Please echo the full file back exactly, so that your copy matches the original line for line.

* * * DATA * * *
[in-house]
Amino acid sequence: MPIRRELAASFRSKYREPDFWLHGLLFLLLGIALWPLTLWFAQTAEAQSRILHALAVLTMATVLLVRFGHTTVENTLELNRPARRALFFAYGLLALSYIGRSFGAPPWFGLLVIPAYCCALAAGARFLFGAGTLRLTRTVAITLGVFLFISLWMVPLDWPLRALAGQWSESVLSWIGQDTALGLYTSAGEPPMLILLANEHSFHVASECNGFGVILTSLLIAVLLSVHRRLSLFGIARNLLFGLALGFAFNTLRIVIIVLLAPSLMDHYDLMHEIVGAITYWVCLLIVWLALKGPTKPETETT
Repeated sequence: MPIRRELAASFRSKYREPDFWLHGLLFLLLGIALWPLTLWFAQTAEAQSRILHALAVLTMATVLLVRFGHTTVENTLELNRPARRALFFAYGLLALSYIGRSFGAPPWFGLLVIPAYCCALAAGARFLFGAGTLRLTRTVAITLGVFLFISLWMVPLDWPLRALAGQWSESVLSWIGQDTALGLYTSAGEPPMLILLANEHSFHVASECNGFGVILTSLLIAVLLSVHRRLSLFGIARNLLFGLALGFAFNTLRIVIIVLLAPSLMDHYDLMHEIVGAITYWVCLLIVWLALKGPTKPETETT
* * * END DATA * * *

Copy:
[in-house]
Amino acid sequence: MPIRRELAASFRSKYREPDFWLHGLLFLLLGIALWPLTLWFAQTAEAQSRILHALAVLTMATVLLVRFGHTTVENTLELNRPARRALFFAYGLLALSYIGRSFGAPPWFGLLVIPAYCCALAAGARFLFGAGTLRLTRTVAITLGVFLFISLWMVPLDWPLRALAGQWSESVLSWIGQDTALGLYTSAGEPPMLILLANEHSFHVASECNGFGVILTSLLIAVLLSVHRRLSLFGIARNLLFGLALGFAFNTLRIVIIVLLAPSLMDHYDLMHEIVGAITYWVCLLIVWLALKGPTKPETETT
Repeated sequence: MPIRRELAASFRSKYREPDFWLHGLLFLLLGIALWPLTLWFAQTAEAQSRILHALAVLTMATVLLVRFGHTTVENTLELNRPARRALFFAYGLLALSYIGRSFGAPPWFGLLVIPAYCCALAAGARFLFGAGTLRLTRTVAITLGVFLFISLWMVPLDWPLRALAGQWSESVLSWIGQDTALGLYTSAGEPPMLILLANEHSFHVASECNGFGVILTSLLIAVLLSVHRRLSLFGIARNLLFGLALGFAFNTLRIVIIVLLAPSLMDHYDLMHEIVGAITYWVCLLIVWLALKGPTKPETETT